Northwest B.C. airports express optimism as province begins to reopen.
The Northwest Regional Airport (YXT), located south of Terrace. (Photo source: Hillary Johnson/CFTK).
PRINCE RUPERT, B.C. -- Airports in Northwest B.C. are both struggling and relatively optimistic about their future, as the lifting of COVID-19 restrictions is expected to bring an increase in air travel moving forward.
“Once restrictions have been lifted, we’re expecting substantial growth,” said Northwest Regional Airport (YXT) manager Carman Hendry.
"There’s a lot of people out there that are just itching to go on a trip and get out of town for a bit for a change.”
Hendry says the airport has been "keeping its head above water" over the past few months. Monthly passenger numbers at YXT are significantly lower than what they were post-pandemic.
In the first five months of 2021, the airport has seen monthly passenger totals between just above 7,000 to over 8,700. In May 2021, 7995 passengers boarded a XYT flight.
In contrast, monthly passenger totals in 2019 were higher than 24,500 per month on average.
Hendry says much of the current travel through the Northwest Regional Airport is for business or medical purposes. He estimates 20 per cent of current YXT passengers are a part of the LNG Canada project in Kitimat, while another 20 per cent are connected to mining projects up North.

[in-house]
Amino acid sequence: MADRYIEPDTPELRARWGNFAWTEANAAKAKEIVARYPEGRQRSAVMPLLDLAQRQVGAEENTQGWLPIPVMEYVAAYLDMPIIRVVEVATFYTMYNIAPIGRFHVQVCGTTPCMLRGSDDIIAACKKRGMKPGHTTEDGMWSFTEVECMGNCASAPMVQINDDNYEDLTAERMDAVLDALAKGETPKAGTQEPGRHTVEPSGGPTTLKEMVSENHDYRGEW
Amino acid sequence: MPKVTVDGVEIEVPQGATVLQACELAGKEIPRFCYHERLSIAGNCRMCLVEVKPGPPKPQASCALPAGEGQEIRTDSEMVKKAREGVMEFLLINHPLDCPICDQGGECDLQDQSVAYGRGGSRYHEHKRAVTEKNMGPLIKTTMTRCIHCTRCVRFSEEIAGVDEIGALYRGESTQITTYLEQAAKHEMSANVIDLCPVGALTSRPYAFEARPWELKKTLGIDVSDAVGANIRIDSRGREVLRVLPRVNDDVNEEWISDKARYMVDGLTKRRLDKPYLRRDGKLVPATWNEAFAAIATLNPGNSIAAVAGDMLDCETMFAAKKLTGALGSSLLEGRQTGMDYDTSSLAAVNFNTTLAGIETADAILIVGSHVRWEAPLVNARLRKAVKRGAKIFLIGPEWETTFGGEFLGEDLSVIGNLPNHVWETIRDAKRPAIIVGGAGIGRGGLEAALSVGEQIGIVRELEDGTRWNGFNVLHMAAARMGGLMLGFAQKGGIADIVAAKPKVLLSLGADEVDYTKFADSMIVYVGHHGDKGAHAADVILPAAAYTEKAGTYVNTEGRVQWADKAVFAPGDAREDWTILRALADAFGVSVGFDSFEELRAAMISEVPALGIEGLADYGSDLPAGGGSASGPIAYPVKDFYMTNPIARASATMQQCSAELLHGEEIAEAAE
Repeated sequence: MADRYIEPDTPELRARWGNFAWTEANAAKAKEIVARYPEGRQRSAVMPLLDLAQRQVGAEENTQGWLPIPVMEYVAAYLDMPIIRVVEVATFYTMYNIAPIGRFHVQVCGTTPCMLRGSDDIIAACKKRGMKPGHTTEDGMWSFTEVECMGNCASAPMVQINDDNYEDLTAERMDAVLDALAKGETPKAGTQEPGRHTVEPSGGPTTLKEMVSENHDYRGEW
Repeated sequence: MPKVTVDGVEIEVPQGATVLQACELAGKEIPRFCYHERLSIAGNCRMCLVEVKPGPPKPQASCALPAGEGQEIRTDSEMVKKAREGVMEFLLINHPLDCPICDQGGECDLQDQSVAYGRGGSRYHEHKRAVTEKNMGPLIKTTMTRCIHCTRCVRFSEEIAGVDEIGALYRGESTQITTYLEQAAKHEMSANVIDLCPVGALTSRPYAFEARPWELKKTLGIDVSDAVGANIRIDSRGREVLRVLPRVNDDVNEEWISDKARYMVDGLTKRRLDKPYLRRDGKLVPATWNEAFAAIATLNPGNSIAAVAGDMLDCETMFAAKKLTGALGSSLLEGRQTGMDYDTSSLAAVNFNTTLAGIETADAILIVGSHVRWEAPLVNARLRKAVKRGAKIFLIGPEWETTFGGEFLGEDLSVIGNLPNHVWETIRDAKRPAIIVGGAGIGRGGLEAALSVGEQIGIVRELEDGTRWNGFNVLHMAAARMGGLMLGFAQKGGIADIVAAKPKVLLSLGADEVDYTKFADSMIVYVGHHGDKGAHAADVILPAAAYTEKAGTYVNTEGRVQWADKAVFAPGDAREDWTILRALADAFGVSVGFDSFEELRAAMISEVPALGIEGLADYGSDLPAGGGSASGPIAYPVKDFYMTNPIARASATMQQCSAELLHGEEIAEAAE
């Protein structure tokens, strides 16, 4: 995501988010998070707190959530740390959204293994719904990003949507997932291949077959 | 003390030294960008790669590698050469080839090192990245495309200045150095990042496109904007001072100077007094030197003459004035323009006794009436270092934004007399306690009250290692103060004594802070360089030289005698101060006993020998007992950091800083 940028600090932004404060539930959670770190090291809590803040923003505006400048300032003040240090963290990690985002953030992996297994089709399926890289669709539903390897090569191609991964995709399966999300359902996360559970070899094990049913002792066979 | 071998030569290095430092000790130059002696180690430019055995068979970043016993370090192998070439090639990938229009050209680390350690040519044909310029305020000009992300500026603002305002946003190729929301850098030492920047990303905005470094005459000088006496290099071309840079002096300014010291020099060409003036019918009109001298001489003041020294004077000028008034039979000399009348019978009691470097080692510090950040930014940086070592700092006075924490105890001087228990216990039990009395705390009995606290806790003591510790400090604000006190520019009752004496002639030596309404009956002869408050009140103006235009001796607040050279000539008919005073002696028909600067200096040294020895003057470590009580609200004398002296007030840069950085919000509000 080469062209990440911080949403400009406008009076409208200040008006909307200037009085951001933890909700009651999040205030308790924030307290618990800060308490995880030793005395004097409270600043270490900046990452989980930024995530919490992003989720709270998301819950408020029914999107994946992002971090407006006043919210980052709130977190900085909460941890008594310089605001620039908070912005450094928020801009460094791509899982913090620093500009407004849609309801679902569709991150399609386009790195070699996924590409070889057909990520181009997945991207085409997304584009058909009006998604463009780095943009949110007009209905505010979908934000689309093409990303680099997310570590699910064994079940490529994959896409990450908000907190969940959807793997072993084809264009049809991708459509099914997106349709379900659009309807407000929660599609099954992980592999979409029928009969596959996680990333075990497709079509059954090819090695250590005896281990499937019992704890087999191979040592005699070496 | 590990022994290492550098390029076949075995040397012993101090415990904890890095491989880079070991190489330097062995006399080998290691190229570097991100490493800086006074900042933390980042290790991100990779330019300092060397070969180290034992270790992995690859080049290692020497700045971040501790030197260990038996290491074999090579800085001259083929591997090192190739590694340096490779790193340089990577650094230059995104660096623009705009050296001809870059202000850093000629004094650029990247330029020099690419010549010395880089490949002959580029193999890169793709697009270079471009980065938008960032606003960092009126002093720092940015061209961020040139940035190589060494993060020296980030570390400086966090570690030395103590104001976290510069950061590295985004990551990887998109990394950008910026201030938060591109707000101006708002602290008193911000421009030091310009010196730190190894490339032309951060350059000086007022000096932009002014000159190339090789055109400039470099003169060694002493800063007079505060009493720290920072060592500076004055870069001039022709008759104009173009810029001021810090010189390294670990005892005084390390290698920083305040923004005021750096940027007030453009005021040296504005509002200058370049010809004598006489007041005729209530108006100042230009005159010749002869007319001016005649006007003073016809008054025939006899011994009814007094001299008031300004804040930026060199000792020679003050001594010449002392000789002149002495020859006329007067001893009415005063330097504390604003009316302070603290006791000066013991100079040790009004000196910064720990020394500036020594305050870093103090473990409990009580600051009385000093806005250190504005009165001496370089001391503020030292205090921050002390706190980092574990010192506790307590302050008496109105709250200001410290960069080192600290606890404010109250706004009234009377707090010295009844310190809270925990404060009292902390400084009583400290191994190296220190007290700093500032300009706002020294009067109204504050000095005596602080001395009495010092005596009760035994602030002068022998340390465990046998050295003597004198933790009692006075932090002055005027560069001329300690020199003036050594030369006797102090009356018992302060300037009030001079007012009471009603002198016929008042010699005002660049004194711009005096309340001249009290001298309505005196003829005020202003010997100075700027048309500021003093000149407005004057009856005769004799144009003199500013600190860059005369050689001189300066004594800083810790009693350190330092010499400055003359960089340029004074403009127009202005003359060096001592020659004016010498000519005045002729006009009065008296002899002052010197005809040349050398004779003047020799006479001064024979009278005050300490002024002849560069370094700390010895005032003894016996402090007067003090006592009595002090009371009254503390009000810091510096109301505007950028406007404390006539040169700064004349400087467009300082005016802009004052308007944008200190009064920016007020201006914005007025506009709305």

Additionally, he says less than 10 per cent is for discretionary travel, while the remaining YXT travellers are flying for medical or essential purposes.
"There isn't a lot of people that are travelling just for the fun of it with the restrictions that have been put on."
B.C. entered "Step 2" of its reopening process on Tuesday, June 15th. Recreational travel within B.C. is now permitted, but various other restrictions – such as limits on indoor gatherings in private residences – remain in place.
Further west, the Prince Rupert Regional Airport is looking forward to the return of Air Canada flights starting this Friday. Earlier this year, the airline service suspended flights to and from Prince Rupert – along with several other small Canadian airports – as a cutback measure to limit financial losses.
"We're getting ready for folks to come back here starting on Friday, and we're definitely looking forward to it," said airport manager Rick Leach.
"We just hope that the bookings can get back to where they were before."
Starting Friday, the Prince Rupert airport will offer three flights a week. Full daily service will return on August 1st.
However, both Leach and Hendry are predicting that it will be a long time before passenger numbers at both airports will reach pre-pandemic levels.
“When COVID finally leaves this world to the best of its ability, I think then we’ll see the full brunt of travel back," said Leach.